I left a review two days into a five day stay at a hotel. We had a dirty room, there was smoking nearby, a lot of high foot traffic and then I was being charged a different rate each day. I'd attempted to resolve it by speaking with the front desk and calling the corporate number. However, my complaints went unheard. Meanwhile, my debit card was being erratically charged, customer service was null and I couldn't up and leave. Basically hotel management had gotten spiteful about my review. So of course now the ordeal had become a bit of a legal woe and I was trying to contact someone who could help. Well, little did I know the place was a franchise! The hotel had changed hands so many times and was owned by so many subsidiary groups that the hotelier brand didn't even know who to call themselves. It was a mess and even when I was the bigger person and got things resolved the manager refused my full stay. I was ejected from this guys hotel the night before check-out! Of course, he didn't physically kick me out but said he wanted us out so we left. Oddly enough he'd double charged us several days. I had gotten him to return the money but then he claimed he'd given us too much! There was no way in hell I was giving him my debit card again. I was so upset by the experience I canceled my card the very next day. I've learned it pays to wait and sometimes that will benefit others. My original review for that hotel was quite nice in comparison to my overall experience. I should have waited until all business conducted was completed and over with. I'd like to think if I didn't cancel that card he would have been illegally charging it after I'd left. The hotelier brand never even got back to me and had the nerve to play phone tag about my claims. I couldn't go back and edit my review and I couldn't create another. So it really pays to wait!

Since then I have left more understanding and modest reviews for other stays via travel sites. I've also done them under a fictitious name. You couldn't pay me to say anything ever again via a social media account or using my real name on a hotel website. I'm certain my experience was far from normal but I'm not going to make myself a victim again. When I post reviews I've allowed myself time to be open, honest, fair and accurate. Most of my reviews are popular and have gotten positive management response. Now not of all my reviews are stars and sunshine, I say how I feel but leave out unwarranted information. I don't go into every detail about who, what, where - I simply focus on my needs and how they we're accommodated. I love to address things like noise, ambience and surroundings. I prefer to write from a place that helps future patrons and allows hotels to actively address issues and/or improve. Also, reviews left later allow for peak seasons in travel to start over again. Then a more needy audience has access to it. So places I have stayed in Spain are just now getting reviewed because now is the time people are booking to go. I also read all current reviews to make sure I'm not redundant or the hotelier has already taken note.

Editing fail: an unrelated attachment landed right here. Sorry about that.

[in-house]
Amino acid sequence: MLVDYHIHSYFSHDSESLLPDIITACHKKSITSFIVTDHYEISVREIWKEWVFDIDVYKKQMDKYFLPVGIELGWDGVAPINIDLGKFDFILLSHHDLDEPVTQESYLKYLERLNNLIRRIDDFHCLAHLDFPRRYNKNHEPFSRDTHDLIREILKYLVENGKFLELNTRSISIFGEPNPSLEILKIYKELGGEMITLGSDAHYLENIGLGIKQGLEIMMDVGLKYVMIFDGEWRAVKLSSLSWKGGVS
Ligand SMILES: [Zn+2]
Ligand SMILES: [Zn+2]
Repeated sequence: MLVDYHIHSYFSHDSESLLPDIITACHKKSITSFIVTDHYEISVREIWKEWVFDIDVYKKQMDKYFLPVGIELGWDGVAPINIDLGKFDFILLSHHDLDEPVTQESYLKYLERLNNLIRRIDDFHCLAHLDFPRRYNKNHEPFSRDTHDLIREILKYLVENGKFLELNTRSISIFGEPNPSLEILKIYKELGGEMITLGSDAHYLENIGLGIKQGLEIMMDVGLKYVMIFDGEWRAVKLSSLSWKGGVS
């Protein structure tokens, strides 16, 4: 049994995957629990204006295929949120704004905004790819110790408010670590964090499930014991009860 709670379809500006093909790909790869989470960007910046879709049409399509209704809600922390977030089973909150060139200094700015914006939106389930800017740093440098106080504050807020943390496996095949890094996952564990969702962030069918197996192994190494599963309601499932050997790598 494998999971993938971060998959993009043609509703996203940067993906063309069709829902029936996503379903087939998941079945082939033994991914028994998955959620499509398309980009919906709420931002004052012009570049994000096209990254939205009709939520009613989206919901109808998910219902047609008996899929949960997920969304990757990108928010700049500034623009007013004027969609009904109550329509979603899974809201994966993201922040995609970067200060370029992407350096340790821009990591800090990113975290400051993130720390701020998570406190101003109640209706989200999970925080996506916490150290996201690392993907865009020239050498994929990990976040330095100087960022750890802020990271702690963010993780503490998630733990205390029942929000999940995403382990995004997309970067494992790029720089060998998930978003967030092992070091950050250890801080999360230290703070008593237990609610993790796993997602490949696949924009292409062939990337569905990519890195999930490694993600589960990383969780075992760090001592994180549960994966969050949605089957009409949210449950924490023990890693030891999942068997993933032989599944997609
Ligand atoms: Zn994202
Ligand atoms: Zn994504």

Now I have a pretty photographic memory and I am in the midst of a travel memoir of sorts. Not everyone has the same ability to speak to a hotel stay six months to a year later. If you feel like you won't be able to retain information for that long you can…
  • take notes during your stays and create reviews at the end of your vacation/trip
  • choose to review the moment all conducted business is complete
  • only create positive reviews when an experience stands out and you're compelled
  • only create reviews that advise a hotel on improvement and you're compelled
Now if you have a valid complaint or a winning compliment - by all means go directly to the source. Don't waste time creating a crappy review or a one-liner. You really want to give a hotel an opportunity to address a major complaint privately. If you haven't done that while there make sure to apologize for bringing it up later and admit that fault. If you have something nice to say don't be passive. Go to that hotels main website contact page or their social media page and highlight the good work. You can drop a line to the general manager or just leave a nice comment. Only review because you want to express an opinion of your experience and you have the time and desire to do so. Don't make it a chore if you don't have to and make it something you can be proud of. Personally, I love it when a hotel manager contacts me and thanks me for my thoughts. It's like a win-win. For some just seeing a level of engagement makes them more inclined to stay. I know for me some places have completely redeemed themselves and others are now a no-go. 

So get to it! Click all those darn links and review away!